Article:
As our previous post revealed, the current round of Iron Builder is already hotting up. But French builder Jimmy Fortel is not about to give up the title to his Romanian challenger without a fight!
Did you know your body uses a quarter of the calories you consume, just to keep your brain running? Which probably explains why this husky fellow is so desperate for a second helping:
And if you haven’t figured out what this round’s fiendishly useless ‘seed part’ is yet, it shouldn’t be too hard to figure out from Jimmy’s next entry. The great part about this particular seed part is that the contestants can stab themselves with it while waiting for inspiration to strike.
Flickr user Letranger Absurde has been churning out brilliant beasties for Iron Builder, and his two newest creations are awesome. First up, there’s this insanity-inducing Cthulhu crouching over a greyscale cityscape, ready to unleash his indescribable horror upon the helpless denizens.
Next is a creature of eons past, that great wooly beast of the north, the Mammoth. The remains of which are still occasionally discovered intact, Mammoths ranged our planet during the last Ice Age, and while likely no more aggressive than modern pachyderms, would have been terrifying nonetheless for their enormity. This example, however, ranges more to the cute end of the spectrum, with large docile eyes and derpy stare.
It is probably due to my own bias, but I know Joe Perez (Mortalsworsman) as a car guy. Looking at the various models of his that we’ve blogged over the years, however, a rather different theme emerges: poseable figures.
Latest in line is this beautiful and very lifelike black stallion.
Schifio, master of the studs-out construction, brings us this incredibly cute lamb to celebrate the Chinese New Year, which marks the beginning of the year of the Sheep and/or Goat.
I love seeing well-done, easily recognizable brick-built creatures. I usually see the bigger ones, like mammals and the like. What I don’t often see are adorable insects done in brick.
This butterfly by Dave Foreman (thirdeye88) caught my eye. It’s instantly recognizable, and I have to say I love the vibrant color the wings get from his choice of elements.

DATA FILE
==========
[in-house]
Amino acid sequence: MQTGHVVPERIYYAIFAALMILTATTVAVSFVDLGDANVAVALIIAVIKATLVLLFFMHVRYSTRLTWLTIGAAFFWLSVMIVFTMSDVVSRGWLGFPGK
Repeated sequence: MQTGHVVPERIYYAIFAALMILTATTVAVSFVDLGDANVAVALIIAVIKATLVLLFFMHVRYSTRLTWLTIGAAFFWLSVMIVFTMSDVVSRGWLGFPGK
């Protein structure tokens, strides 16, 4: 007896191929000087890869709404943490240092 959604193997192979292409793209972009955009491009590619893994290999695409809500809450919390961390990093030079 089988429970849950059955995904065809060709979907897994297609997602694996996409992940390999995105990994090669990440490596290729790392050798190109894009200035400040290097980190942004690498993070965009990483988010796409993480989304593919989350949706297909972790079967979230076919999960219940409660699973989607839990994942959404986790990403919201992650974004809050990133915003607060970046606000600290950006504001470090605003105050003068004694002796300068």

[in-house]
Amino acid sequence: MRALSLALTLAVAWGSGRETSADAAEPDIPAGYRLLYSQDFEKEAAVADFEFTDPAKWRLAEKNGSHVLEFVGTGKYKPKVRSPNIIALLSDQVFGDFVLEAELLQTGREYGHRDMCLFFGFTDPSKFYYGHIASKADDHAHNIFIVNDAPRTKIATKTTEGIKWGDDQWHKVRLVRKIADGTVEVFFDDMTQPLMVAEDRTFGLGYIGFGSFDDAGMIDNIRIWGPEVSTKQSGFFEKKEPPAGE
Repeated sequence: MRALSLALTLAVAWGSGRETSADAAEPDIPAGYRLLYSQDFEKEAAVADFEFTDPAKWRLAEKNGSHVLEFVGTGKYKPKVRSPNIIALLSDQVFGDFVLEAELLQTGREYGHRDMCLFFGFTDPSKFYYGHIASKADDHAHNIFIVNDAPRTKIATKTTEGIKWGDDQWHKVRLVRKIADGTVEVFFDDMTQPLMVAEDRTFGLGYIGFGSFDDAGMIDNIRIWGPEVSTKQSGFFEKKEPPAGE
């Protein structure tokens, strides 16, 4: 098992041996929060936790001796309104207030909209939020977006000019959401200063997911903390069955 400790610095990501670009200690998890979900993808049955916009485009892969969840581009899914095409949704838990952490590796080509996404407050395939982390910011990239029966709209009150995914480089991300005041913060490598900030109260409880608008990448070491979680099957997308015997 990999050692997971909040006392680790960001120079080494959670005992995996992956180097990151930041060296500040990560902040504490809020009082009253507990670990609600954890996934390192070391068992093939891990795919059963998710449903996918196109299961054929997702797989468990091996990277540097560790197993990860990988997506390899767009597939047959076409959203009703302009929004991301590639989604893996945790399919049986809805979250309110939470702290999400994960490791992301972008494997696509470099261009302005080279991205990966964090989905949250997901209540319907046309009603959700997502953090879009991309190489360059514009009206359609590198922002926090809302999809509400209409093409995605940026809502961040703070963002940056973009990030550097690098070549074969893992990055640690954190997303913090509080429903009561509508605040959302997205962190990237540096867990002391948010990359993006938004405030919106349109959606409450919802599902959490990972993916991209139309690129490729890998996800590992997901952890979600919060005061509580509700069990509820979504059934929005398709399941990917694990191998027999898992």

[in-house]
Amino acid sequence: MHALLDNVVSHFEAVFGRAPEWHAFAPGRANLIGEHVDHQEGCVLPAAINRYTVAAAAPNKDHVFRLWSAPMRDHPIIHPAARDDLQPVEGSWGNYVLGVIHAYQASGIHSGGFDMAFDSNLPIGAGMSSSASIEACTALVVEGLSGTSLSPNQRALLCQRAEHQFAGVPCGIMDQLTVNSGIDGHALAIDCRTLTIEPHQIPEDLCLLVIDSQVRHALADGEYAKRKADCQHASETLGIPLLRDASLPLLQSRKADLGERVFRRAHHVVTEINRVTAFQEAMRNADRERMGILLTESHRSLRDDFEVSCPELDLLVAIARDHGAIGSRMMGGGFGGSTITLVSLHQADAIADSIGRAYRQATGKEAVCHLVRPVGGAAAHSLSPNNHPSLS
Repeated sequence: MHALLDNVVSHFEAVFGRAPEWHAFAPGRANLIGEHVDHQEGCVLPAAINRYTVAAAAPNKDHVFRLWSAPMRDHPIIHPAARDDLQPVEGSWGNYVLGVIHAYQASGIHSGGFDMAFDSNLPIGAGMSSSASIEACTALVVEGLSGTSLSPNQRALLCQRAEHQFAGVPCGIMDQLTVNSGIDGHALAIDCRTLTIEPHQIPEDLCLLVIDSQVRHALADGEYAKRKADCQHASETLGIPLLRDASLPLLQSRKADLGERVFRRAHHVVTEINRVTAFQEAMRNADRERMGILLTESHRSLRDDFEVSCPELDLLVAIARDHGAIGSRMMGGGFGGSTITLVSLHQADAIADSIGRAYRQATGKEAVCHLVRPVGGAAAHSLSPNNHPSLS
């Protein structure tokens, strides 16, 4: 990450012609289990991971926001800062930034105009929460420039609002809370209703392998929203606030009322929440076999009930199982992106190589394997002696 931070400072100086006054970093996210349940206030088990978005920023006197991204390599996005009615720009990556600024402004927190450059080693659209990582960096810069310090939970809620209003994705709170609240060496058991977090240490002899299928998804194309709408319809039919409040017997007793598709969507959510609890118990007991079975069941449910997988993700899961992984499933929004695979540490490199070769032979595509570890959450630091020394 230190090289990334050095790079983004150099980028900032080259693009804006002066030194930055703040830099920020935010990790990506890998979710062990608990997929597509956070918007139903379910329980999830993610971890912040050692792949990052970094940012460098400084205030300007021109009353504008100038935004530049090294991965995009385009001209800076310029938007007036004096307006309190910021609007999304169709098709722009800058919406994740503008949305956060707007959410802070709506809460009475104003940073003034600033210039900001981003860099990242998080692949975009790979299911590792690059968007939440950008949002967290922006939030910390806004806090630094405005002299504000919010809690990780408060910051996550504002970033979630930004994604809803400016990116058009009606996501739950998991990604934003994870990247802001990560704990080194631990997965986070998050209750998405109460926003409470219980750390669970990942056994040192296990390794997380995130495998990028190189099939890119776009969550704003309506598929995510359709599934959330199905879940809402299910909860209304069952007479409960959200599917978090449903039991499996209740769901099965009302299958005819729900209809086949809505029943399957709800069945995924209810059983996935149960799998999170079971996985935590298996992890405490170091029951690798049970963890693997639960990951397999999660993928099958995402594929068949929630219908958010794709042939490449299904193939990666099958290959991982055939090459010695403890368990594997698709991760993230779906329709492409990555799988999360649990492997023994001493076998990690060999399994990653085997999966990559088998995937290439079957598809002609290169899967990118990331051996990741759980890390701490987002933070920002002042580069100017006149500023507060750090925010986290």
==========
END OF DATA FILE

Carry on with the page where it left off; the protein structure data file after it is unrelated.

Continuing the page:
Sadly for those whose star sign is not Sagittarius, this awesome six-limbed archer by French builder Nicolas Picot is not to be part of a series, but was built for a Zodiac themed round in a contest underway on BrickPirate.net. But I’m ok with that because I’m a Pisces (…you know, thoughtful, impulsive, outgoing, shy, pragmatic, dreamy, hard working, lazy, always calm, and quick to anger).
Unless you’ve been living on the nerd equivalent of Mars for the past few weeks, you’ve probably heard about Exploding Kittens, a new card game featuring artwork and character designs from Matthew Inman of The Oatmeal. It has already become the largest Kickstarter campaign ever, at this point just shy of $6M in funding from 150,000 backers.
To unlock project stretch goals, the game’s creators have challenged backers to post photos of themselves accomplishing certain “achievements”, such as posing with goats or cramming five spidermans into a Kayak. Nick Della Mora decided to do his part by contributing photos of a taco cat, magical enchilada and potato cat built from LEGO. Which meant he could follow the artwork on the cards, rather than torturing actual household pets!
If anyone feels like creating “weaponized back hair” out of LEGO next, we’d love to see it…
Considering all the rubbish TV shows I used to love as a child, I was undoubtedly very good at suspending my disbelief. However, even as a child I knew Dinobots make no sense whatsoever.
I can understand that, for a robot of alien origin on Earth, the ability to turn yourself into a car and blend into a crowd might make some sort of sense. However, disguising yourself as a 15 ft. tall metallic dinosaur does not strike me as a particularly sensible way to become inconspicuous. I am also sure that their personalities irked me.
Still, that does not mean Dinobots cannot be exceedingly cool as LEGO models, as shown by the tiny but fully transformable versions of Grimlock and Sludge built by Chief Supreme. I like the use of minifig headgear for the robots’ heads in particular. Dinobots may be stupid, but these are definitely clever.
This mesmerizing Phoenix is made entirely from transparent bricks, and was created by Moko as an entry in the Click Brick 2015 Winter Original Model Contest. Starting next month, LEGO stores all across Japan will be showcasing competition entries created by local builders. One of the interesting features of this contest is that every model has to fit within a 20 stud x 20 stud wide, 30cm high space. We’ll be keeping an eye out for pictures of the best entries, and featuring them right here.
For about four years I have been living next to a canal inhabited by crested grebes, gulls, coots and ducks and visited regularly by swans, herons and cormorants. The coots, in particular, are immensely funny. They are reluctant flyers that tend to run across the surface of the water, whilst flapping their seemingly too small wings, instead of actually taking to the air. They are also fiercely territorial and are constantly chasing ducks and other coots away. Their shenanigans put a smile to my face every time.
It will come as no surprise then that I also had to smile at the wonderful pelican built by vir-a-cocha. It was built using only twenty pieces, which goes to show that you don’t need an awful lot of parts to build something that has character, as long as two of them are tiles with eyes printed on them.
The penguins from Madagascar, built by Peter Dornbach (dornbi), also make good use of said tiles and, inevitably, also made me smile. You can support these on Lego Ideas. Penguins may all seem indistinguishable, but one of the neat things about this wacky foursome is how Peter managed to make each unique and recognisable.